The Underground Archive of the Warsaw Ghetto, the so-called Ringelblum Archive, listed on UNESCO ’s „Memory of the World” Register as a monument of world heritage, is a unique collection of documents that are one of the world’s most significant testimonies about the extermination of Polish Jewry.
It was created in November of 1940 at the initiative of historian Dr. Emanuel Ringelblum and with the involvement of the Oneg Shabbat (Joy of the Sabbath – because of their Saturday meetings) organization created by him. The group numbered several people and undertook the task of gathering and developing documentation — — broadly defined — — on the fates of Jews under the German occupation. The activity of the Oneg Shabbat was completely secret. The inhabitants of the ghetto did not know about it. As a cover for their activities Oneg Shabbat used the Jewish Social Self-Help (ŻSS), a social-service organization tolerated by the Nazis, but also leading considerable underground activity. The ŻSS office was located in the building of the Main Judaic Library, next to the Great Synagogue at Tłomackie St. That building since 1947 has been the Jewish Historical Institute headquarters and the storage site of the Ringelblum Archive.
When, at the beginning of 1942, the first news of the mass murder of Jews reached Warsaw, the activity of Oneg Shabbat underwent reorientation. Instead of collecting materials for a broad monography on the lives of Jewish people on the Polish soil, the group started documenting the destruction of further Jewish communities and relaying this information to the public. The organization maintained contact with the Polish resistance movement (including the Government Delegation for Poland) and provided it with copies of gathered documents. In 1942, through Polish and Jewish organizations, the Holocaust reports of Oneg Shabbat found their way to the West.
Oneg Shabbat worked using modern methods of collecting scientific materials. Reports and studies were written based on surveys and outlines previously prepared by the group. The group took care to have the collected material show a complete and objective picture of reality, with all the facts and details. For selected towns, they tried to collect various types of documents and reports. They were making notes from interviews conducted, on the basis of which they later wrote wider reports. Both original documents and copies with their detailed descriptions were appended to the collection.
Records of official institutions, as well as press, posters, flyers, tickets, invitations, food stamps, correspondence flowing into the ghetto, personal documents, personal journals and diaries were gladly accepted. Many members of the Oneg Shabbat were dedicated activists of underground political parties. Thus, there found their way to the Archive documents of the underground conspiracy movement emerging in the Warsaw ghetto. There are also in the Archive dozens of photographs and more than 300 drawings and watercolors (some of them made before the war).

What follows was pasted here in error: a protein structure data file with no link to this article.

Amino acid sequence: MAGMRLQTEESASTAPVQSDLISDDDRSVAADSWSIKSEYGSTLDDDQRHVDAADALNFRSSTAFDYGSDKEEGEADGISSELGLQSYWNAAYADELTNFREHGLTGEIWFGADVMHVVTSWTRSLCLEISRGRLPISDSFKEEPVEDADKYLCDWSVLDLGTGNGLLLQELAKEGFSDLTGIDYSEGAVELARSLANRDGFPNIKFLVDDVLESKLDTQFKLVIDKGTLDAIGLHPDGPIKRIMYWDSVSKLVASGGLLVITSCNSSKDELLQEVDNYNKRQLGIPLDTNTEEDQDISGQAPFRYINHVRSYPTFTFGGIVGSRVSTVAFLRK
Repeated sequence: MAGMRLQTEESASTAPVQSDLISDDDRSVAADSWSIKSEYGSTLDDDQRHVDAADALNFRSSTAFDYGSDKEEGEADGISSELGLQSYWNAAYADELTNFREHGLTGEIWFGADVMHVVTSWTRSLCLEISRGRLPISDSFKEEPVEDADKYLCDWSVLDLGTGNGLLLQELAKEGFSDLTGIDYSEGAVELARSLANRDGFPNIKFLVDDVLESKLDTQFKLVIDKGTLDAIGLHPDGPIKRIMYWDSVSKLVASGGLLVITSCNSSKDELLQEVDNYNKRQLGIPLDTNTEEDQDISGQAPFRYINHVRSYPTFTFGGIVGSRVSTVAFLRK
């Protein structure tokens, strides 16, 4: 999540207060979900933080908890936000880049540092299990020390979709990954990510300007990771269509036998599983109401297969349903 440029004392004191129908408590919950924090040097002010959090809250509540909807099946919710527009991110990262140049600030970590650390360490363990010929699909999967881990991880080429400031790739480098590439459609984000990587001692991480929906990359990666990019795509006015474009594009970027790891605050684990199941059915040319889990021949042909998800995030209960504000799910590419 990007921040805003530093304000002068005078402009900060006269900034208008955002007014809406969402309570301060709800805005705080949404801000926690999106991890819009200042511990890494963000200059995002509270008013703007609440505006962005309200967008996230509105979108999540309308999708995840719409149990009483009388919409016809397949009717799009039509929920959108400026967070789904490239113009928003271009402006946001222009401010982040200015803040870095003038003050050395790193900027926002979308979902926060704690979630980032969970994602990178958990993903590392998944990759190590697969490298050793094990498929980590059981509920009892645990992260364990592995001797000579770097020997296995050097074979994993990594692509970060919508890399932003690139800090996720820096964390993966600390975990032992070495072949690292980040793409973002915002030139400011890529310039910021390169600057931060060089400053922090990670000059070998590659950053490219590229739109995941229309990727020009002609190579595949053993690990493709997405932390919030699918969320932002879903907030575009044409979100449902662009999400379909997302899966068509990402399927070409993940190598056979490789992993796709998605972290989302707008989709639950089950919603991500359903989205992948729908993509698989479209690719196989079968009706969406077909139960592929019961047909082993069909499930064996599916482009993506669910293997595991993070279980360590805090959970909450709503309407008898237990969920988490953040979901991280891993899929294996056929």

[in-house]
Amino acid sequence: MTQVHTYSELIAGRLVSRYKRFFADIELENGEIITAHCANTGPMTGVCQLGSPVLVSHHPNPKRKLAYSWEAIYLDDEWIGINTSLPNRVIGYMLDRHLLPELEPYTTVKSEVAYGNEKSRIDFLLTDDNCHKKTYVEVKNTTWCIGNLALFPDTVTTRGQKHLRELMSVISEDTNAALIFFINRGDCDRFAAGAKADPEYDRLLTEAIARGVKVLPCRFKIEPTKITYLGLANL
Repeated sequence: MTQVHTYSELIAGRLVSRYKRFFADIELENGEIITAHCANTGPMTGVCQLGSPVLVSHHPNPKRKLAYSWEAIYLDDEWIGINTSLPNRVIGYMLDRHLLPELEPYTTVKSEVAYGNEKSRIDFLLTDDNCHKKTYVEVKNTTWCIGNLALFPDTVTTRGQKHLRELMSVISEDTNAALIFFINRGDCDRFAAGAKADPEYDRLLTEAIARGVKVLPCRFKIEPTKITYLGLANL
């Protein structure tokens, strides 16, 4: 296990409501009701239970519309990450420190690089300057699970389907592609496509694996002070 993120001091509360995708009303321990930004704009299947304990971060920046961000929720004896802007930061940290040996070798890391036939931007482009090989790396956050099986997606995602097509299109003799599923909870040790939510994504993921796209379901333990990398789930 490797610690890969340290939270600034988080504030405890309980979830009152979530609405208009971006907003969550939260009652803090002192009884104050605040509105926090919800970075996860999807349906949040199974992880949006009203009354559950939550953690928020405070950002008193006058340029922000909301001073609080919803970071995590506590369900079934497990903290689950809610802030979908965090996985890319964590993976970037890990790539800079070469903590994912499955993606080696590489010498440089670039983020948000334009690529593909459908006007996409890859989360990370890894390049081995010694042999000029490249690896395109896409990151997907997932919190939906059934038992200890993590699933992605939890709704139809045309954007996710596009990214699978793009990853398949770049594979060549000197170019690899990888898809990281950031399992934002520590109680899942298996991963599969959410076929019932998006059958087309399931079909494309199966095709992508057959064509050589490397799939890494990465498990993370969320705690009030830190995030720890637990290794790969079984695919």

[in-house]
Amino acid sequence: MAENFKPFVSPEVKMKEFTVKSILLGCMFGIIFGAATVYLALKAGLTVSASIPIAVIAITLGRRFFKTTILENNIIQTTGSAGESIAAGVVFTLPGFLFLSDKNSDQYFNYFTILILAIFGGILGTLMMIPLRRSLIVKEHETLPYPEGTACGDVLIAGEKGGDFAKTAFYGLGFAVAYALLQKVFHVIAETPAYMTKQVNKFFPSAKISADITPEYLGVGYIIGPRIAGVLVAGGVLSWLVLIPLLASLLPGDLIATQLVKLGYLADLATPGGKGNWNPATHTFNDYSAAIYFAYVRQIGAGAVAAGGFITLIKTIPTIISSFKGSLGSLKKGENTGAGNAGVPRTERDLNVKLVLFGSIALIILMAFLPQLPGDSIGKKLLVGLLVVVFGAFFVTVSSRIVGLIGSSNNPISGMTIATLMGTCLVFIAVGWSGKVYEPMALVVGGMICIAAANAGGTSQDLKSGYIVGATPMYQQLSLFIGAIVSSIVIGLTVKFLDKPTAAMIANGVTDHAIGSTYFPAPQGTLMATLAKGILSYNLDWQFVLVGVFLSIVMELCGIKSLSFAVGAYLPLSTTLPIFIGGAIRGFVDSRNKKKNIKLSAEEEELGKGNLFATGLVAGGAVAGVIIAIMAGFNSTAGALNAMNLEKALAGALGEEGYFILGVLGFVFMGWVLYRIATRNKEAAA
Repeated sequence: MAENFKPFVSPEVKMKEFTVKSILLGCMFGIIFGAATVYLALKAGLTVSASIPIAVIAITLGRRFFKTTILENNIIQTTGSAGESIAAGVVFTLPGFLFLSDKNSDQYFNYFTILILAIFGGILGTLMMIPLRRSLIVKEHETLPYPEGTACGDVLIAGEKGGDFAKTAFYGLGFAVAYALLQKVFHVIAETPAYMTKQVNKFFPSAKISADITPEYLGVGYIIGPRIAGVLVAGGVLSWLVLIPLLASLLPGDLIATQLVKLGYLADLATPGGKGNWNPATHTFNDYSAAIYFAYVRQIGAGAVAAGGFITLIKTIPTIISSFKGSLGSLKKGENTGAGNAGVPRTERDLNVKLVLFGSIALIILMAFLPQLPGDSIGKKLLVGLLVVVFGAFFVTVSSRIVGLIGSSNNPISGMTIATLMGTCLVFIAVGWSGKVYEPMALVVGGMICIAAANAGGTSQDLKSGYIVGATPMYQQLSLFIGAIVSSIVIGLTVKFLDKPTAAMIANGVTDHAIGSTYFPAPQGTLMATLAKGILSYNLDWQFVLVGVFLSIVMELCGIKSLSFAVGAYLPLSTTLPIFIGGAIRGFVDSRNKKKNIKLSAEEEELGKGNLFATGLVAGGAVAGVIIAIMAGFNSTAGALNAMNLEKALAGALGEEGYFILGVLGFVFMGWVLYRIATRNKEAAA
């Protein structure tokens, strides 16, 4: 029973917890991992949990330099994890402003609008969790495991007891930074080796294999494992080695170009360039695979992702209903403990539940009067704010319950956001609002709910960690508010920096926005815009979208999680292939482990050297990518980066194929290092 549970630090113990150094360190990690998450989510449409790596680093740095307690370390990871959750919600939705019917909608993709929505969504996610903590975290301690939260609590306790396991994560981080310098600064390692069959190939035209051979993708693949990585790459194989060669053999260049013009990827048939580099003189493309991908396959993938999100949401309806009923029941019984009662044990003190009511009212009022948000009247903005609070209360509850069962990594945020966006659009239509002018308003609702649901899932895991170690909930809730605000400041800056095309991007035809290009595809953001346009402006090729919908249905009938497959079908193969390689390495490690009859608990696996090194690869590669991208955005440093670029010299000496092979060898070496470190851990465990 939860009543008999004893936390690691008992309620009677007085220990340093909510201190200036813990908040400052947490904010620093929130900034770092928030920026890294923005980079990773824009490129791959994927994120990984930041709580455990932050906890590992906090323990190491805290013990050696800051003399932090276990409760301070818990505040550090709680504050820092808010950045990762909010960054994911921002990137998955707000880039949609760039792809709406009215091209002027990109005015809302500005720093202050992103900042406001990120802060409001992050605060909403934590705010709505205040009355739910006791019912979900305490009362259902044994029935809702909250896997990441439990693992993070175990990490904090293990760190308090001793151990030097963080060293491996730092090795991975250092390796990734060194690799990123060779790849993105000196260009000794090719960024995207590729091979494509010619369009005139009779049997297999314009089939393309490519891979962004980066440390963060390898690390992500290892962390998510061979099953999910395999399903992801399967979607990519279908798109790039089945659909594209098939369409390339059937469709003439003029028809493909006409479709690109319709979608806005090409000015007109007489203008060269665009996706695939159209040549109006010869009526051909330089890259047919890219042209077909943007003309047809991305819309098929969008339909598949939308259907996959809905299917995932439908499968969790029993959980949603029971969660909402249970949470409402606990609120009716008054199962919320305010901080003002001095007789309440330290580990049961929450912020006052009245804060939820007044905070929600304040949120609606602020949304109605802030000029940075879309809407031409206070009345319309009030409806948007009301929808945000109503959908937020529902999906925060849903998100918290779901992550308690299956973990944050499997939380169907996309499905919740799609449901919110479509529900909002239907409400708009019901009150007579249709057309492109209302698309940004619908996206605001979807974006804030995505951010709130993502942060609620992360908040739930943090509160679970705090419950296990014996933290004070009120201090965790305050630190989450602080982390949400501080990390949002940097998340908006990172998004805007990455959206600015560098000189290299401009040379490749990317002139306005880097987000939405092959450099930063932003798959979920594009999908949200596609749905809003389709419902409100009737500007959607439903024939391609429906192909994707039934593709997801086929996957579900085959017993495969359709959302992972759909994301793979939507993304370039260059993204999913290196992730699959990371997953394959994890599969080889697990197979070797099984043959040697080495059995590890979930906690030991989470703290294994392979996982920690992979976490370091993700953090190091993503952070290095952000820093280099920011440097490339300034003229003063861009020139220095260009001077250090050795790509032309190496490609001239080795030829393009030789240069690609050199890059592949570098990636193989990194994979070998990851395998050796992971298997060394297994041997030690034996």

Emanuel Ringelblum and most of the Archive’s creators did not live to see the end of the war. Those who survived made the effort to find the archives. In September 1946, the first part of the Archive was unearthed, the second part was come upon by chance in December 1950. Until today, the third part of the Archive, which was to be hidden on 19 April 1943, the night before the outbreak of the uprising in the ghetto, in the brushmaking workshop near the 34 Świętojerska St. (today, the Chinese embassy grounds), was not found. The majority of the documents, despite having rested in the earth for a few years, were preserved in their entirety.
The materials collected usually do not have counterparts in other archival units in the world. They are often the last testimonies of life, suffering and death of both individuals and entire communities of cities and towns scattered throughout the country. They constitute an invaluable source for Holocaust study.
From the end of the 20th century until the beginning of the 21st century work has been carried on on the preservation and digitization of the documents of the Archive. In the years 2001 – 2003, a new inventory of the collection was put together. The Ringelblum Archive for over 60 years has been used by historians and yet still the lion’s share of it is little known and requires detailed study. Only a full edition of documents from the Oneg Shabbat collections started in the years 1997 – 2000 and, after a break, continued since 2011, opens new opportunities for Holocaust researchers.
This text was developed based on Prof. Tadeusz Epsztein’s text written for an exhibition dedicated to the Ringelblum Archive, displayed at the JHI in early July 2012.